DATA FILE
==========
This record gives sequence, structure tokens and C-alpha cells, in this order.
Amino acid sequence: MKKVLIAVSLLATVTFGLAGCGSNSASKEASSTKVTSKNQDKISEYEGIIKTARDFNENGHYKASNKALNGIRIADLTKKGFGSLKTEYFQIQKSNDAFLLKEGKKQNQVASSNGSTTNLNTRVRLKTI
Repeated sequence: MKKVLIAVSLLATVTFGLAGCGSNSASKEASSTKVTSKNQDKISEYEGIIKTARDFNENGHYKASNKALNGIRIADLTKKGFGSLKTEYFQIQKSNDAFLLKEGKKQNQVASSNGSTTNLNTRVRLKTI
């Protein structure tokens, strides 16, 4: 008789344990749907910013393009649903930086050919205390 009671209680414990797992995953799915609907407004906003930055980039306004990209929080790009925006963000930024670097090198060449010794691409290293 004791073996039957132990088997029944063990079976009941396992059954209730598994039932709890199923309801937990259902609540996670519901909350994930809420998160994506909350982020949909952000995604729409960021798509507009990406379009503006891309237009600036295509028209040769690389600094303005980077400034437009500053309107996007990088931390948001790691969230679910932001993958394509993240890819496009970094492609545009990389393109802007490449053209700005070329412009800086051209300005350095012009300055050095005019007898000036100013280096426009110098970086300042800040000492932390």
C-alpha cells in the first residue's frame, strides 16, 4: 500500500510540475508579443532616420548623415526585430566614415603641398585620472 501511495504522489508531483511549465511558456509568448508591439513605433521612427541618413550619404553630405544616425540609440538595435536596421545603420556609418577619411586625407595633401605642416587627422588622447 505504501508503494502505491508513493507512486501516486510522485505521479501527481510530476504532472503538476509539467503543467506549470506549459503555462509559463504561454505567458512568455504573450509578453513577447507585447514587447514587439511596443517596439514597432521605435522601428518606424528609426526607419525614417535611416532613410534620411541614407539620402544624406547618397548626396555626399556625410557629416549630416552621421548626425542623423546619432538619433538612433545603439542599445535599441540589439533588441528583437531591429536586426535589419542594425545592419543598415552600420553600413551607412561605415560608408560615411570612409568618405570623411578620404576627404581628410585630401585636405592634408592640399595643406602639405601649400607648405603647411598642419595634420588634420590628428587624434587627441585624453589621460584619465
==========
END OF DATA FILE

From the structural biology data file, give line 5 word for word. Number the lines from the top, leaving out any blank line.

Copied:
C-alpha cells in the first residue's frame, strides 16, 4: 500500500510540475508579443532616420548623415526585430566614415603641398585620472 501511495504522489508531483511549465511558456509568448508591439513605433521612427541618413550619404553630405544616425540609440538595435536596421545603420556609418577619411586625407595633401605642416587627422588622447 505504501508503494502505491508513493507512486501516486510522485505521479501527481510530476504532472503538476509539467503543467506549470506549459503555462509559463504561454505567458512568455504573450509578453513577447507585447514587447514587439511596443517596439514597432521605435522601428518606424528609426526607419525614417535611416532613410534620411541614407539620402544624406547618397548626396555626399556625410557629416549630416552621421548626425542623423546619432538619433538612433545603439542599445535599441540589439533588441528583437531591429536586426535589419542594425545592419543598415552600420553600413551607412561605415560608408560615411570612409568618405570623411578620404576627404581628410585630401585636405592634408592640399595643406602639405601649400607648405603647411598642419595634420588634420590628428587624434587627441585624453589621460584619465